Anyways thats my 2 pennies...internet opinions aren't worth a whole lot so the best advice is to go try them out at a local music store. Or take advantage of internet retaillers' money back guarantees and keep sending units back until you find "yours".

Czar of Midi
Administrator
Since: Apr 04, 2002


Apr 15, 2006 08:33 pm

I keep an Audio Buddy on hand as well. Use it for bass, electro acoustic and the like. Dont use it much for mic's. But as Tad stated, it is a pretty clean signal and works real well for the price.

Ultra Magnus
Member
Since: Nov 13, 2004


Apr 16, 2006 02:11 am

I used a DBX mini-pre a couple of months ago on kick, i was really surprised by how clean and transparent it sounded. Might be worth a look, they're 80-90.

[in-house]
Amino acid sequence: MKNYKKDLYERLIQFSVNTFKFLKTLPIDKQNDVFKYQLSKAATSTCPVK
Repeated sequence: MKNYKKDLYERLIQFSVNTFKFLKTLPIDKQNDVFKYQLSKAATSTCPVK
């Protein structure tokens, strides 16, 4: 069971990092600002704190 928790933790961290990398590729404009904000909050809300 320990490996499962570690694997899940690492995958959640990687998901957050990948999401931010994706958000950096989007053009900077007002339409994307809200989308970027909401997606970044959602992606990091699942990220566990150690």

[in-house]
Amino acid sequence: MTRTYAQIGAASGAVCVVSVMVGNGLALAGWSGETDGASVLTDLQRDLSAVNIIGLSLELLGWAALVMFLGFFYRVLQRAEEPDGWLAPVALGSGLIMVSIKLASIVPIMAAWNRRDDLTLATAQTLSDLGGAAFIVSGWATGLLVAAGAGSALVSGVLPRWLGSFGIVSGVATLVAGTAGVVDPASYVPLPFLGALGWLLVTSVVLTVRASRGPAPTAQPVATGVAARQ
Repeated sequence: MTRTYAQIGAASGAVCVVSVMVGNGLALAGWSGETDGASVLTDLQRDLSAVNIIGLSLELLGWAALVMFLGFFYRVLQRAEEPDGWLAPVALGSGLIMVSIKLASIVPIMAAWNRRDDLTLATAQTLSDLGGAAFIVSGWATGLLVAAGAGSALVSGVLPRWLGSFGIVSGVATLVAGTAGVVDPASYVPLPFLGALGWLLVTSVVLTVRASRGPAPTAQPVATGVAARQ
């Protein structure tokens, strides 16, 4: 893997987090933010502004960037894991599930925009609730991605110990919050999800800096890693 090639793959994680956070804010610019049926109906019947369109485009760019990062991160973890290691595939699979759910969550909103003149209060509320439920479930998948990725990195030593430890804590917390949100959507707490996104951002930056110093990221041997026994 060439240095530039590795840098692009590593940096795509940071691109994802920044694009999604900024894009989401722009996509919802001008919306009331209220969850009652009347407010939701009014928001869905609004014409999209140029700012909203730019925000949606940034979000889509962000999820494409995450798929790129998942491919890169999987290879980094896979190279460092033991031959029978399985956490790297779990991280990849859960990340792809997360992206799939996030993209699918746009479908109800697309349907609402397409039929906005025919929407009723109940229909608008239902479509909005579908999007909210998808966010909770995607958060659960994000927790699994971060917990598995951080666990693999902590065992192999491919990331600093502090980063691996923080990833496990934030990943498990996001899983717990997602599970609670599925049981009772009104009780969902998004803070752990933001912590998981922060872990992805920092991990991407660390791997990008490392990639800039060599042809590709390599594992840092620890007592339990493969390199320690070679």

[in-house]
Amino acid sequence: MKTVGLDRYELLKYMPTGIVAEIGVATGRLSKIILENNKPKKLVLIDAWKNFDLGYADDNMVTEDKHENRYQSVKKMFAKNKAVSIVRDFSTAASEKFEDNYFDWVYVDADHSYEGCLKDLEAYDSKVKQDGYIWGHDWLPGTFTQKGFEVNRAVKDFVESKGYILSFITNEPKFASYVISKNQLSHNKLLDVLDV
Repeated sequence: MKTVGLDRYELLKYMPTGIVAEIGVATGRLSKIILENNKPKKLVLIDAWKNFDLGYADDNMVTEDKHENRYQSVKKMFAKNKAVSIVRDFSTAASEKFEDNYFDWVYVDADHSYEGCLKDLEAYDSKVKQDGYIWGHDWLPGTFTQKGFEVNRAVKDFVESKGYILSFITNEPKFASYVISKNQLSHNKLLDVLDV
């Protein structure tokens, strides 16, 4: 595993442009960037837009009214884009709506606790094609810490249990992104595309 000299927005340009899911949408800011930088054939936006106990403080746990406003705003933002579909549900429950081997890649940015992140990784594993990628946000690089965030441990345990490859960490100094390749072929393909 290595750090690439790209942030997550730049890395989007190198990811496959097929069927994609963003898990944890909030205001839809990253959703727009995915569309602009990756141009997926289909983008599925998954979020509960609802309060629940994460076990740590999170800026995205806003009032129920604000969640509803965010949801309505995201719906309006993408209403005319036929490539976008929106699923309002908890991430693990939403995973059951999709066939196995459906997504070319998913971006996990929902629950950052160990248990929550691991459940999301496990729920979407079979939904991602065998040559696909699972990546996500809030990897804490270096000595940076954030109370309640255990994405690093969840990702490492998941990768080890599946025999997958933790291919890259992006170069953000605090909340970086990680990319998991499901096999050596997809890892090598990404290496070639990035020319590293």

Yeah, and totally don't consider any of the cheap tube stuff unless you just want a little glowing light to look at, at these prices that's pretty much all the tube does.

Czar of Midi
Administrator
Since: Apr 04, 2002


Apr 16, 2006 01:42 pm

Gotta agree, the cheap end of the pre's with the glowing tube are just that, only glowing. So it really isnt worth that extra few dollars for a gake tube pre. The lower end solid state units work out very well. That little DBX unit Rigsby mentioned is very clean indeed. Very worth the money.

Loser
Member
Since: Apr 12, 2006


Apr 16, 2006 11:23 pm

yeah, actually, internet opinions do count, in my eyes. Thats like asking a bunch of friends how a movie was, and they all say it sucked. It's probably bad. Of course, I'll probably see it anyway, just to say I did. However, you'll get that few in the group that says it was a good movie, etc. Thats what kinda happened here, I threw a few products out there, and you all said a few opinions on em. It really helped. So from what I learned from yall, I need a pre-amp. I probably don't need a new mic. And, I can also go for a budget pre-amp. I'll prolly get one this week, it's payday. lol